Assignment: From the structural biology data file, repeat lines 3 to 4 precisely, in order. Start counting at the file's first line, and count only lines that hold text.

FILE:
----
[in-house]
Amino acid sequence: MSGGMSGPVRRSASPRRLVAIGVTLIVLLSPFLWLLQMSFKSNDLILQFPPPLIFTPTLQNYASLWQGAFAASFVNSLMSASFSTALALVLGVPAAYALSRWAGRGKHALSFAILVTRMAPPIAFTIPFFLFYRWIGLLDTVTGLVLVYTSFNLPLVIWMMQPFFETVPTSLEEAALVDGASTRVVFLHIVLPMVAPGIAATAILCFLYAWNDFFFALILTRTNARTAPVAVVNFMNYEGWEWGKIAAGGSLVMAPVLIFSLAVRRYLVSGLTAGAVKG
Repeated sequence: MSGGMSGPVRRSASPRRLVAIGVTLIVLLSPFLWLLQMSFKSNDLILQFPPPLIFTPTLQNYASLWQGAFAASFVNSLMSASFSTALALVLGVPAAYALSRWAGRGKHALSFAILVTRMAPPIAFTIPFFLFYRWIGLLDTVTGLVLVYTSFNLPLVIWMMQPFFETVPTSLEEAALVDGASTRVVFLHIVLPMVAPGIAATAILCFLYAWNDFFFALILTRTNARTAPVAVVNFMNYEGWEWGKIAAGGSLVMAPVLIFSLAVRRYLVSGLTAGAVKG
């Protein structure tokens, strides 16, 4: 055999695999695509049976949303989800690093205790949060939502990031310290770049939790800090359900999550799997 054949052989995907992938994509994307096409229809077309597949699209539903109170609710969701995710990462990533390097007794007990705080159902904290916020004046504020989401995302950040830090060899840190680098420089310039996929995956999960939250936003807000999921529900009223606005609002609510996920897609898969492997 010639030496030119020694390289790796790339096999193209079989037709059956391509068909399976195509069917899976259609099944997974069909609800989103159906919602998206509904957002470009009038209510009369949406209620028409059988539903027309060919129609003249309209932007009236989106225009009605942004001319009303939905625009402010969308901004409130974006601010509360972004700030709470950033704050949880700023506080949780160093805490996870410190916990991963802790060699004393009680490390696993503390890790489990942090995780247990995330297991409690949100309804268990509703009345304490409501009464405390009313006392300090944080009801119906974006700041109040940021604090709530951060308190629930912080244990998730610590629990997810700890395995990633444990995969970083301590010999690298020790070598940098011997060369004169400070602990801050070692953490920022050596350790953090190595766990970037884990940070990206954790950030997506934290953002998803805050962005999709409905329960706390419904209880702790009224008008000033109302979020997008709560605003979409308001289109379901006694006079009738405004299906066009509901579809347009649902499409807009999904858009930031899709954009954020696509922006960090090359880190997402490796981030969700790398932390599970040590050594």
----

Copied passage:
Repeated sequence: MSGGMSGPVRRSASPRRLVAIGVTLIVLLSPFLWLLQMSFKSNDLILQFPPPLIFTPTLQNYASLWQGAFAASFVNSLMSASFSTALALVLGVPAAYALSRWAGRGKHALSFAILVTRMAPPIAFTIPFFLFYRWIGLLDTVTGLVLVYTSFNLPLVIWMMQPFFETVPTSLEEAALVDGASTRVVFLHIVLPMVAPGIAATAILCFLYAWNDFFFALILTRTNARTAPVAVVNFMNYEGWEWGKIAAGGSLVMAPVLIFSLAVRRYLVSGLTAGAVKG
């Protein structure tokens, strides 16, 4: 055999695999695509049976949303989800690093205790949060939502990031310290770049939790800090359900999550799997 054949052989995907992938994509994307096409229809077309597949699209539903109170609710969701995710990462990533390097007794007990705080159902904290916020004046504020989401995302950040830090060899840190680098420089310039996929995956999960939250936003807000999921529900009223606005609002609510996920897609898969492997 010639030496030119020694390289790796790339096999193209079989037709059956391509068909399976195509069917899976259609099944997974069909609800989103159906919602998206509904957002470009009038209510009369949406209620028409059988539903027309060919129609003249309209932007009236989106225009009605942004001319009303939905625009402010969308901004409130974006601010509360972004700030709470950033704050949880700023506080949780160093805490996870410190916990991963802790060699004393009680490390696993503390890790489990942090995780247990995330297991409690949100309804268990509703009345304490409501009464405390009313006392300090944080009801119906974006700041109040940021604090709530951060308190629930912080244990998730610590629990997810700890395995990633444990995969970083301590010999690298020790070598940098011997060369004169400070602990801050070692953490920022050596350790953090190595766990970037884990940070990206954790950030997506934290953002998803805050962005999709409905329960706390419904209880702790009224008008000033109302979020997008709560605003979409308001289109379901006694006079009738405004299906066009509901579809347009649902499409807009999904858009930031899709954009954020696509922006960090090359880190997402490796981030969700790398932390599970040590050594």